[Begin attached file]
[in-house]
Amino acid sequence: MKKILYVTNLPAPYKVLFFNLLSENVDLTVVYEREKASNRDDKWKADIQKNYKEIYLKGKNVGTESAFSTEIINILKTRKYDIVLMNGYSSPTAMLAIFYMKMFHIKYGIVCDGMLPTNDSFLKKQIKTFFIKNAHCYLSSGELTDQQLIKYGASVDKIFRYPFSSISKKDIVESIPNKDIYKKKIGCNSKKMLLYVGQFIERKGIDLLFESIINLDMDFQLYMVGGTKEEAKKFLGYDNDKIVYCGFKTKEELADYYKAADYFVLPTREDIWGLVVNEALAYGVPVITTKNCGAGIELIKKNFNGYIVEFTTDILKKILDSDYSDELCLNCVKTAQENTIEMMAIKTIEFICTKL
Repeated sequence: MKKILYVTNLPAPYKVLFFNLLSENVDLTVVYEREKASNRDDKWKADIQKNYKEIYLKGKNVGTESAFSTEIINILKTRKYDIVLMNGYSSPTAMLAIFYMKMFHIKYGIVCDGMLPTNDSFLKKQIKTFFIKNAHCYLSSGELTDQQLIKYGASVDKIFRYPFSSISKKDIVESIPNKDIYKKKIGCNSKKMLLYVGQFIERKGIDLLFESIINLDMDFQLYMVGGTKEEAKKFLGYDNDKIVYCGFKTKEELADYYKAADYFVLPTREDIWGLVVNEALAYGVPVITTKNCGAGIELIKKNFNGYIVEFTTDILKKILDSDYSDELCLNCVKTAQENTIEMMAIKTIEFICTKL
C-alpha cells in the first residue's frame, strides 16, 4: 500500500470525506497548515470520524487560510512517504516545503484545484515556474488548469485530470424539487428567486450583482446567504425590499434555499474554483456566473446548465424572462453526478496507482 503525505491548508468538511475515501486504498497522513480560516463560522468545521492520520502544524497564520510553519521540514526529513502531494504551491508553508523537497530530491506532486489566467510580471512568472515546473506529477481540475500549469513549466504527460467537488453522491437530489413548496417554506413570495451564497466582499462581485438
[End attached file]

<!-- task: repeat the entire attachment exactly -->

[in-house]
Amino acid sequence: MKKILYVTNLPAPYKVLFFNLLSENVDLTVVYEREKASNRDDKWKADIQKNYKEIYLKGKNVGTESAFSTEIINILKTRKYDIVLMNGYSSPTAMLAIFYMKMFHIKYGIVCDGMLPTNDSFLKKQIKTFFIKNAHCYLSSGELTDQQLIKYGASVDKIFRYPFSSISKKDIVESIPNKDIYKKKIGCNSKKMLLYVGQFIERKGIDLLFESIINLDMDFQLYMVGGTKEEAKKFLGYDNDKIVYCGFKTKEELADYYKAADYFVLPTREDIWGLVVNEALAYGVPVITTKNCGAGIELIKKNFNGYIVEFTTDILKKILDSDYSDELCLNCVKTAQENTIEMMAIKTIEFICTKL
Repeated sequence: MKKILYVTNLPAPYKVLFFNLLSENVDLTVVYEREKASNRDDKWKADIQKNYKEIYLKGKNVGTESAFSTEIINILKTRKYDIVLMNGYSSPTAMLAIFYMKMFHIKYGIVCDGMLPTNDSFLKKQIKTFFIKNAHCYLSSGELTDQQLIKYGASVDKIFRYPFSSISKKDIVESIPNKDIYKKKIGCNSKKMLLYVGQFIERKGIDLLFESIINLDMDFQLYMVGGTKEEAKKFLGYDNDKIVYCGFKTKEELADYYKAADYFVLPTREDIWGLVVNEALAYGVPVITTKNCGAGIELIKKNFNGYIVEFTTDILKKILDSDYSDELCLNCVKTAQENTIEMMAIKTIEFICTKL
C-alpha cells in the first residue's frame, strides 16, 4: 500500500470525506497548515470520524487560510512517504516545503484545484515556474488548469485530470424539487428567486450583482446567504425590499434555499474554483456566473446548465424572462453526478496507482 503525505491548508468538511475515501486504498497522513480560516463560522468545521492520520502544524497564520510553519521540514526529513502531494504551491508553508523537497530530491506532486489566467510580471512568472515546473506529477481540475500549469513549466504527460467537488453522491437530489413548496417554506413570495451564497466582499462581485438